“At the Purchaser’s Option”, inspired by a heartbreaking clipping from an antebellum newspaper, is from the point of view of a young enslaved woman who is desperate to ensure that she is not separated from her baby if she is to be sold. “Julie” destroys the racist myth of the enslaved Black woman who lives only to serve her white mistress. “Come Love Come” tells the story of a woman who was born into slavery but lived to see the 13th Amendment passed. “Following the North Star” is an instrumental variation on “Follow the Drinking Gourd”, once sung by enslaved people to describe the path to freedom.
There are books on the experiences of Black women during the antebellum era, and after the Civil War had ended. I own some of these books, and the stories told are heartbreaking. But Giddens adds a different dimension to them, breathes audible life into the women in these stories. That is history retold in a truly accessible way.
Images of the disturbing clipping which gave “At the Purchaser’s Option” its title are easy to dig up. The emotions of the woman this horrifying for-sale ad references are never spared a thought: she is framed as an object, a passive and intangible piece of history.
Image Description: Gruesome advert for an enslaved Black woman – the inspiration for Giddens’ song.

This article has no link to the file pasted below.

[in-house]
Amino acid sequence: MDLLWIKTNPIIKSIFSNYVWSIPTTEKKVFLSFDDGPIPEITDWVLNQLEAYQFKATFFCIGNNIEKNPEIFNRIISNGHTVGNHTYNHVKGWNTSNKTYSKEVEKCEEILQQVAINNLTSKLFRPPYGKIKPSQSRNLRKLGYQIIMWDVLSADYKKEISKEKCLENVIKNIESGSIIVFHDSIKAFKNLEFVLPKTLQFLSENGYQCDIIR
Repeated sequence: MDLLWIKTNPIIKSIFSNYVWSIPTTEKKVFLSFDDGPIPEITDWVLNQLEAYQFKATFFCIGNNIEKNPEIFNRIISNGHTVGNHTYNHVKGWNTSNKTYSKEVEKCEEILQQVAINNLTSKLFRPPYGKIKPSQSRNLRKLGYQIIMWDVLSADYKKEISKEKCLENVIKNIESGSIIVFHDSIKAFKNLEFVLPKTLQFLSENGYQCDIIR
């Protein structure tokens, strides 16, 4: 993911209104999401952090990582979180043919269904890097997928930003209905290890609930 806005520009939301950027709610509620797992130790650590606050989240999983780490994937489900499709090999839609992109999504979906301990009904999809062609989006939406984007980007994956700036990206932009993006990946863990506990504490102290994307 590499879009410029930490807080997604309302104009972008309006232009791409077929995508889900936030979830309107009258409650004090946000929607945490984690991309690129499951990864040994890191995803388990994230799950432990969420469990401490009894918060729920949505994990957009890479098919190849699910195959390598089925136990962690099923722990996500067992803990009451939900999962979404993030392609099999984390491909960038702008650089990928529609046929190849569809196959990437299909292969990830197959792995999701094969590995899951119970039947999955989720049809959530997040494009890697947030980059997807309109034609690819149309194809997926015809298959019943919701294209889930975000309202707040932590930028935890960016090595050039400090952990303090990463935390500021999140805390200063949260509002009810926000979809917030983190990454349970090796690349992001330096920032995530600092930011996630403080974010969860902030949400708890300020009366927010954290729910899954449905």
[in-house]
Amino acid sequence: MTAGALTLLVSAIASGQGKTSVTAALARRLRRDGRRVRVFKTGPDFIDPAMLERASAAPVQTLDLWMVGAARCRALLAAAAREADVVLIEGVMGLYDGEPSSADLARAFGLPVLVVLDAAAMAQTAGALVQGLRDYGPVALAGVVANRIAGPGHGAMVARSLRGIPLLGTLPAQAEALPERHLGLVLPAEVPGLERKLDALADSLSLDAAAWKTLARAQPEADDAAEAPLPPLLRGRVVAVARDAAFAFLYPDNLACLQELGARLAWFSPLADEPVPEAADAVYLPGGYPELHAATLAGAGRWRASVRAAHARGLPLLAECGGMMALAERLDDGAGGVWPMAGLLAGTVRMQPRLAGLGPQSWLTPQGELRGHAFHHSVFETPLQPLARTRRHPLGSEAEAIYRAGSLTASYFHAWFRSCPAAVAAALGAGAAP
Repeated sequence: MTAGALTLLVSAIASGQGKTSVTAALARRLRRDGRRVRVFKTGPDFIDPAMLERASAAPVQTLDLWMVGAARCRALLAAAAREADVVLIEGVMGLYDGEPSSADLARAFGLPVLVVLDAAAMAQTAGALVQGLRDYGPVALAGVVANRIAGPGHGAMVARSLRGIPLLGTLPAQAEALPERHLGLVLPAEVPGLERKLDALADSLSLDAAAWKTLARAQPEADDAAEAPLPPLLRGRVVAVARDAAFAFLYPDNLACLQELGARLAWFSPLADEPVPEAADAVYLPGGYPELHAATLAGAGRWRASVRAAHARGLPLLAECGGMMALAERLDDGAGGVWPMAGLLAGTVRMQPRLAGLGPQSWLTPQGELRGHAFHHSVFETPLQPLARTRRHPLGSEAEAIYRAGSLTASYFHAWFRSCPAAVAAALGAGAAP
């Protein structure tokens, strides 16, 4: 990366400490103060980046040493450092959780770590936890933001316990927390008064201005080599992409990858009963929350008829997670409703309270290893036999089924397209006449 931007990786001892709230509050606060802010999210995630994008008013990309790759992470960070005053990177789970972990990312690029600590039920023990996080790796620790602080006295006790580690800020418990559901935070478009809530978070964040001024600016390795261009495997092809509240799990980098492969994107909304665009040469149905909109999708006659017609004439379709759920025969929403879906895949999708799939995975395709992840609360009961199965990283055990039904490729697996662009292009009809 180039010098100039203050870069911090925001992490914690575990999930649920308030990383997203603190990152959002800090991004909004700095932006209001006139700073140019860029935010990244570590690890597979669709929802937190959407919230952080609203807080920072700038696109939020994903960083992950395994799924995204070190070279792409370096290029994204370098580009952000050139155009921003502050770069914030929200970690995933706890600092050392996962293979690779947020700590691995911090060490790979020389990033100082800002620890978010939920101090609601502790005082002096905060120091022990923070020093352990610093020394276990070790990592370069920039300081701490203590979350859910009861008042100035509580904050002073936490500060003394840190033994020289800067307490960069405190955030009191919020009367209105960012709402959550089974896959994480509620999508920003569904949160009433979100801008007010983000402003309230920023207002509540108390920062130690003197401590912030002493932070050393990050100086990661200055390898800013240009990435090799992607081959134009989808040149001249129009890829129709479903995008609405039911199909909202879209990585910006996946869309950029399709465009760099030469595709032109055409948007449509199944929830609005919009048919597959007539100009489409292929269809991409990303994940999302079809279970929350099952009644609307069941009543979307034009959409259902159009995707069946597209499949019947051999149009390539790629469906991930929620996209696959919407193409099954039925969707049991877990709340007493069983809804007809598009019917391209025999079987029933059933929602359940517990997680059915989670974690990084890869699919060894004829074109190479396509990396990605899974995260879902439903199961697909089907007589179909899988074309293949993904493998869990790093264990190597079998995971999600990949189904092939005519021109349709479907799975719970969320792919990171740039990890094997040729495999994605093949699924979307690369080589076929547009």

But Rhiannon Giddens refuses to let this unnamed woman stay in the background of her own tragedy. Giddens’ lyrics are fierce. She gives this woman the voice she was denied in life, breaks the silence enforced on her and millions of other Black women who suffered separations and heartbreaks from the cruelties of slavery. The person she paints, the determined mother who will fight to protect her child, reminds us that as historians we cannot dispassionately view old newspaper ads and diary entries as mere relics. They are lives: entire existences compressed into snippets of paper.
I made my mother listen to Giddens’ album. She’s a first-generation Indian immigrant with little more than a passing interest in history, but she stopped what she was doing and listened intently to the lyrics of “At the Purchaser’s Option”. She may not have seen the ad which inspired it. She may not have read from my collection of history books. But she is a mother, and she felt the core emotions of this song, of its narrator – exactly the way Giddens intended.
Thank you, Rhiannon Giddens, for your incredible work. Thank you, Professor B, for opening my eyes to a new way of viewing history. I hope more teachers follow in your footsteps. Perhaps if we are taught from the beginning to see history as the story of people who share our own feelings and desires, rather than a distant and impersonal set of artefacts, we would be less likely to replay its darkest periods.